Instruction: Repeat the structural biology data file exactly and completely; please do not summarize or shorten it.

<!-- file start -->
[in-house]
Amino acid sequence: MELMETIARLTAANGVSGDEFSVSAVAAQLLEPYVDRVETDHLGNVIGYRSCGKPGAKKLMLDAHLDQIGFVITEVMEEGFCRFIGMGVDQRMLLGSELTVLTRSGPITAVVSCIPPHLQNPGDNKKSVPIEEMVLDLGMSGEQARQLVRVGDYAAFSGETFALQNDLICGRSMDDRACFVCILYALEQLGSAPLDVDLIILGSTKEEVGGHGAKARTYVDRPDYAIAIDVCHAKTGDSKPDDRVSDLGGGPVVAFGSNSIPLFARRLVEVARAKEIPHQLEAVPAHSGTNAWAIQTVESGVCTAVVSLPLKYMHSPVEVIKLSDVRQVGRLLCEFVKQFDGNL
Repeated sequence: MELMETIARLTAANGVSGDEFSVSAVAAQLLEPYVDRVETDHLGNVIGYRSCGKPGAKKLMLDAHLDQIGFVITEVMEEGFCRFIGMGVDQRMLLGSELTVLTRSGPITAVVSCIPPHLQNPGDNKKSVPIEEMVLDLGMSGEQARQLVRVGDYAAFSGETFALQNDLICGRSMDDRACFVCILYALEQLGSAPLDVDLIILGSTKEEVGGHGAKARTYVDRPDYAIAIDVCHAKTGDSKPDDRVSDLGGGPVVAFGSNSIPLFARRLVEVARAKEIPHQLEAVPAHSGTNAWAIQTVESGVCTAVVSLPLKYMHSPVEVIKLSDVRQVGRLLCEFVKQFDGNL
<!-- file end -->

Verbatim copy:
[in-house]
Amino acid sequence: MELMETIARLTAANGVSGDEFSVSAVAAQLLEPYVDRVETDHLGNVIGYRSCGKPGAKKLMLDAHLDQIGFVITEVMEEGFCRFIGMGVDQRMLLGSELTVLTRSGPITAVVSCIPPHLQNPGDNKKSVPIEEMVLDLGMSGEQARQLVRVGDYAAFSGETFALQNDLICGRSMDDRACFVCILYALEQLGSAPLDVDLIILGSTKEEVGGHGAKARTYVDRPDYAIAIDVCHAKTGDSKPDDRVSDLGGGPVVAFGSNSIPLFARRLVEVARAKEIPHQLEAVPAHSGTNAWAIQTVESGVCTAVVSLPLKYMHSPVEVIKLSDVRQVGRLLCEFVKQFDGNL
Repeated sequence: MELMETIARLTAANGVSGDEFSVSAVAAQLLEPYVDRVETDHLGNVIGYRSCGKPGAKKLMLDAHLDQIGFVITEVMEEGFCRFIGMGVDQRMLLGSELTVLTRSGPITAVVSCIPPHLQNPGDNKKSVPIEEMVLDLGMSGEQARQLVRVGDYAAFSGETFALQNDLICGRSMDDRACFVCILYALEQLGSAPLDVDLIILGSTKEEVGGHGAKARTYVDRPDYAIAIDVCHAKTGDSKPDDRVSDLGGGPVVAFGSNSIPLFARRLVEVARAKEIPHQLEAVPAHSGTNAWAIQTVESGVCTAVVSLPLKYMHSPVEVIKLSDVRQVGRLLCEFVKQFDGNL